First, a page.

An applicant such as a domestic-violence victim whose personal  safety would be jeopardized  by publishing the proposed new name may ask the court under Civil Rights Law § 64-a(1) to waive the newspaper publication of the parent’s name change or the child’s name change. If the court finds that your safety or your child’s safety would be jeopardized, the court under Civil Rights Law § 64-a(2) may also immediately seal the records of the current name, the changed name, the residential and business addresses of yourself and the child, all telephone numbers, and any other information contained in any court pleading or paper.12 Once these pieces of information are sealed, they can be unsealed only by court order for good cause shown or at your request.13

For example, in Matter of Doe, the mother successfully petitioned to change her name and her infant child’s name without notice to the biological father and without obtaining his consent. According to the Civil Court, New York County, the father had threatened to kill them, and therefore notifying him would have jeopardized both the mother’s and child’s personal safety.14

You are also excused from notifying a spouse serving a life sentence about your child’s name change. That spouse is “civilly” dead and not “living” within the meaning of Civil Rights Law § 62 and therefore has no right to object or to be heard.

If you are a parent of an adult child who suffers from a mental disability, you may petition to change your adult child’s name only if your adult child cannot demonstrate an ability to make that decision on his or her own. In Matter of Individual with a Disability for Leave to Change Her Name, an applicant with a mental disability successfully petitioned to change her name without input from her family or guardian ad litem. The court was satisfied with her ability to make that decision on her own because she was living as independent a life as possible for a person with her disabilities.15 The applicant attended school, participated in a work program, handled her own money, maintained her own bank account, and took public transportation without being accompanied.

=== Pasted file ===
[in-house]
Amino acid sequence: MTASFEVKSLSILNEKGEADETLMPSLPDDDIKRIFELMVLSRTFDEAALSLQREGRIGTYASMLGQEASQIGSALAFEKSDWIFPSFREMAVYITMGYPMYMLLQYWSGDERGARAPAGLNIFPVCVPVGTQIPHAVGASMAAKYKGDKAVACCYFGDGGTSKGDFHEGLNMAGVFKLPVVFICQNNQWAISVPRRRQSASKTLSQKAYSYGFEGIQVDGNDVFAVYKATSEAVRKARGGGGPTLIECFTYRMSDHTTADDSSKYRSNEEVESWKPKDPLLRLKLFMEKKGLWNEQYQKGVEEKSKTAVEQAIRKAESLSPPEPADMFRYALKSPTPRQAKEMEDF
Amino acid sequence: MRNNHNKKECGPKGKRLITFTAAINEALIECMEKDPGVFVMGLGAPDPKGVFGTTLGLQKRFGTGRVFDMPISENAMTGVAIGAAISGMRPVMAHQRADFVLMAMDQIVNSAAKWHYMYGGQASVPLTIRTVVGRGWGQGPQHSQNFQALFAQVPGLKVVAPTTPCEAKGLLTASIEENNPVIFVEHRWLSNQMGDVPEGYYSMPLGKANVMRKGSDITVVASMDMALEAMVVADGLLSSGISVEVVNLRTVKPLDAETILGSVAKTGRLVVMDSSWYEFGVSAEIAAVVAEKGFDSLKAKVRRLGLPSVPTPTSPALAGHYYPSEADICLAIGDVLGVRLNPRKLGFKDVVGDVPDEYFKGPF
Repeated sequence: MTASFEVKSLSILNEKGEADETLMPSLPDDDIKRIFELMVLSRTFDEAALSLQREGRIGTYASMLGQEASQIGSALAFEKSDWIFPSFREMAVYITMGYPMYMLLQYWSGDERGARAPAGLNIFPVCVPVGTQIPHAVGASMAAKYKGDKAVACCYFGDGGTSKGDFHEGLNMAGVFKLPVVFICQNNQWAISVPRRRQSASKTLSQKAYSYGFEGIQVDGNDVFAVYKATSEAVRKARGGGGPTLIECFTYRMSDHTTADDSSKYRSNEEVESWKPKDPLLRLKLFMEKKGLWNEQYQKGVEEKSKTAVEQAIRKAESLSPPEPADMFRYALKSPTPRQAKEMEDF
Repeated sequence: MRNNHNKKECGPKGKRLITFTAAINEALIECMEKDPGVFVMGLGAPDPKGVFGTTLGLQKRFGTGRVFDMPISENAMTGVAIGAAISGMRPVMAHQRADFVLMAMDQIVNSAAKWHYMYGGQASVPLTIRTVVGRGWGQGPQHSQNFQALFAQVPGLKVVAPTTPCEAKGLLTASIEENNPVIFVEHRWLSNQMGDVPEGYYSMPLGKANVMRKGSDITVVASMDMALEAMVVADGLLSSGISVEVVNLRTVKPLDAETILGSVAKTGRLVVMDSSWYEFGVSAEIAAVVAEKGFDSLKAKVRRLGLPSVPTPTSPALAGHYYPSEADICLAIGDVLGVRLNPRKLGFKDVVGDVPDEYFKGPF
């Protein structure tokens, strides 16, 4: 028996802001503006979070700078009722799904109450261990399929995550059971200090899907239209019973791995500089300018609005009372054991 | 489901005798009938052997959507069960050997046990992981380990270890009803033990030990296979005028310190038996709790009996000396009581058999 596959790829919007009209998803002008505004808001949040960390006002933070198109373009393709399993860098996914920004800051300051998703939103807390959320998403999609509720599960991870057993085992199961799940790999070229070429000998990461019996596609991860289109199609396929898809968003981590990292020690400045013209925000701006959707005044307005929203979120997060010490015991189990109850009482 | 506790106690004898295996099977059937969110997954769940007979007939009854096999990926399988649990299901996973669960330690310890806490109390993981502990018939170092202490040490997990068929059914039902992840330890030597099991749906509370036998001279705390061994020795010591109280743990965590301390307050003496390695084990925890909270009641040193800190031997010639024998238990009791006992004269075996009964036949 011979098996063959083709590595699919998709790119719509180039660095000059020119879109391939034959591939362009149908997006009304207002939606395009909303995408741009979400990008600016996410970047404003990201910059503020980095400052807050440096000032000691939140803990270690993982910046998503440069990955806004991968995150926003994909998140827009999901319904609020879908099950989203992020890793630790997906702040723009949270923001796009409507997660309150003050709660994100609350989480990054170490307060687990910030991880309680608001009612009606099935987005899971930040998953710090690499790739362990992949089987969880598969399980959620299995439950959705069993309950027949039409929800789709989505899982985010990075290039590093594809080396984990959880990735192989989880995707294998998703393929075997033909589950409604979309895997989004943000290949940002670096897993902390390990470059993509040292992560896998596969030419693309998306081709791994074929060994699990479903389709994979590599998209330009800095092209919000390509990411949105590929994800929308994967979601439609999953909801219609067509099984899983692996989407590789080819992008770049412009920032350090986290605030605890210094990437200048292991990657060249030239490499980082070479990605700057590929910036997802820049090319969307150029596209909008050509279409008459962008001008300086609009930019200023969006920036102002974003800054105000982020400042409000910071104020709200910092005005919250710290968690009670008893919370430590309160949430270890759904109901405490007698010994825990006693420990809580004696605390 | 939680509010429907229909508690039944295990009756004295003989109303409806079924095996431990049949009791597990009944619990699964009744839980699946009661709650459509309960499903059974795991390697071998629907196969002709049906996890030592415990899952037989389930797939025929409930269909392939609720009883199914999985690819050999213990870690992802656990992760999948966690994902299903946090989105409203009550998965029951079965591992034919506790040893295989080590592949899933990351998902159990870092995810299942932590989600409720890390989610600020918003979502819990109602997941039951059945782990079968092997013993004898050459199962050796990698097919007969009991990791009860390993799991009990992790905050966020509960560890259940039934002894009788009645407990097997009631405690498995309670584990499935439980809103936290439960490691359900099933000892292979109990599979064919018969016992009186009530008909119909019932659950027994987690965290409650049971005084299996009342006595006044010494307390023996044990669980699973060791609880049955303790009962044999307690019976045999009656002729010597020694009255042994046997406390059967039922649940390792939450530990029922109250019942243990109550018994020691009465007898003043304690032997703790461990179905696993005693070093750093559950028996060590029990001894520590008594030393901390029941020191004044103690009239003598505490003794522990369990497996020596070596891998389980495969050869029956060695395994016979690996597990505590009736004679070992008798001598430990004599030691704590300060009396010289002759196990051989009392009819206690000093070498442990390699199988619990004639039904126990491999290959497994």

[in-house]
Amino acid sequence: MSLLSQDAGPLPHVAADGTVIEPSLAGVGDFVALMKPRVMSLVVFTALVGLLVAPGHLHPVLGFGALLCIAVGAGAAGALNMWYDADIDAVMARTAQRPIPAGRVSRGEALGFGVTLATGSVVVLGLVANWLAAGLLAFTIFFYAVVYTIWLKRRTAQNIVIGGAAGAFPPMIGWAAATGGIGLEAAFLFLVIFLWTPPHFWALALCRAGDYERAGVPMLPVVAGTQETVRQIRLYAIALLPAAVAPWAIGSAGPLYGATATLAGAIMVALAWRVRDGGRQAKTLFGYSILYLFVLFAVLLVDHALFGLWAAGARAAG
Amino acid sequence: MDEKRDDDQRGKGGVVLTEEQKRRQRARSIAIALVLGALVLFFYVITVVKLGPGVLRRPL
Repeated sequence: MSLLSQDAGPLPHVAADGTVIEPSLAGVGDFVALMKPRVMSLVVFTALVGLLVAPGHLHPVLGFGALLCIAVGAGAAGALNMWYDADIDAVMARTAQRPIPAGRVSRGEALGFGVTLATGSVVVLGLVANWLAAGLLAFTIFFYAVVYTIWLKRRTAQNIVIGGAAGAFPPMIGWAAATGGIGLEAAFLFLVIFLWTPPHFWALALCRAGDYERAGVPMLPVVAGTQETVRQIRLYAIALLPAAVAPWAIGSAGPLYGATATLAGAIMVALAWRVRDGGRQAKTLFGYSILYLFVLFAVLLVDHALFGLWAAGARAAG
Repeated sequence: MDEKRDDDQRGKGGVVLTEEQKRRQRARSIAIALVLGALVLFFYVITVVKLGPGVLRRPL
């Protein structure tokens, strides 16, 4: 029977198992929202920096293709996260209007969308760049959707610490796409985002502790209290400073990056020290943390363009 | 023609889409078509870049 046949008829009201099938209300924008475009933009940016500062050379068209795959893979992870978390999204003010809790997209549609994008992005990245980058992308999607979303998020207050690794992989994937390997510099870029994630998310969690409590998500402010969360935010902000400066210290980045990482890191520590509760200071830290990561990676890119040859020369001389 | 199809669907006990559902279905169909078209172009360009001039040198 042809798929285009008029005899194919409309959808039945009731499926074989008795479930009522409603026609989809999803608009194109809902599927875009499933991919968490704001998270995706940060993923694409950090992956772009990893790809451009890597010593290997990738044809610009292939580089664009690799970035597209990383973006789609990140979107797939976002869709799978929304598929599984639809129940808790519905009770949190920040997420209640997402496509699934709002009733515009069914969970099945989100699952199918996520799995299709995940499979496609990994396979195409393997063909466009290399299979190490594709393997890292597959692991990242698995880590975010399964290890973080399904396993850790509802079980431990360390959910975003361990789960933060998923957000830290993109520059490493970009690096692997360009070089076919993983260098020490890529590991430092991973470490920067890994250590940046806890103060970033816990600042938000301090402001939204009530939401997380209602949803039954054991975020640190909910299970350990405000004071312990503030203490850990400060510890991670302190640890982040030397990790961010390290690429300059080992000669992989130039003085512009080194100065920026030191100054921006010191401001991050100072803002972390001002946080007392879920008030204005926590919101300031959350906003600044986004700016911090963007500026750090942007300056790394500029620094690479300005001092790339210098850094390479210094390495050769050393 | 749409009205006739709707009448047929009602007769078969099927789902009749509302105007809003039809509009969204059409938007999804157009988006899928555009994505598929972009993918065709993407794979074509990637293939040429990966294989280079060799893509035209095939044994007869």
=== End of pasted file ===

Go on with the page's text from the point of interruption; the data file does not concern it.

III. General Requirements: What You Must Prove
Under Civil Rights Law § 60-65, all name-change applicants petitioning a New York State court must submit the following:
(1) proof of birth information;
(2) criminal records disclosure information;
(3) financial status disclosure information;
(4) reason for changing a name;
(5) the petitioner’s signature;
(6) whether the petitioner has been convicted of a crime or adjudicated a bankrupt;
(7) whether any judgments, liens of record, or actions are pending against the petitioner; if so, the petitioner must sufficiently describe these judgments, liens, and actions in the name-change petition for the court to identify the matter referred to;
(8) whether the petitioner owes any child support or spousal support (called “maintenance” in New York and “alimony” in many other jurisdictions); if so, the petitioner must also disclose in the name change petition (a) whether these child or spousal support obligations have been satisfied or are current; (b) how much child support or spousal maintenance is outstanding at the time of the name-change petition filing; (c) which court issued the order that obligates the petitioner to pay the child or spousal support; and (d) in which county the child-support collections unit is located.16

The judge reviewing the petition has the discretion to accept or reject these documents as proof.
To submit your birth information, you must present with your name-change petition an original or certified copy of your birth certificate. To get a certified copy of your birth certificate if you were born in New York City, go to www.nyc.gov/html/doh/home.html. If you were born outside New York City, go to www.health.ny.gov/vital_records/birth.htm. If you were born outside New York State, you must submit a certified copy of your birth certificate, baptismal certificate, passport, or other legal documents showing the date and place of your birth.17

If you are a petitioner with a criminal record, you must disclose in your name-change petition the details of that record. You can do this by clearly identifying in your petition the nature of your crime(s), the date the conviction(s) were entered, and the name of the court(s) that convicted you. If you are on probation or parole or are serving a sentence as an inmate in a correctional facility for committing various violent felonies,18 you may petition for a name change,19 but you are required to notify the district attorney’s office and courthouses of each county in which you have been convicted when and where the petition will be presented.20 If you have completed your jail sentence, you should contact the court you are petitioning to find out whether you are required to provide a copy of your Certificate of Incarceration or Certificate of Disposition if you have served a felony sentence.21

To disclose your financial status, keep in mind that if you have declared bankruptcy and a court has found you bankrupt, or if any pending judgments, liens, or civil actions are pending against you, you must provide specific details.22 You should contact the court you are petitioning to find out what is necessary, but more is always better so that the judge may make a reasoned decision and so that you will not be accused of withholding information. If you are responsible for child support or spousal maintenance, you must also provide the details listed above in item #8.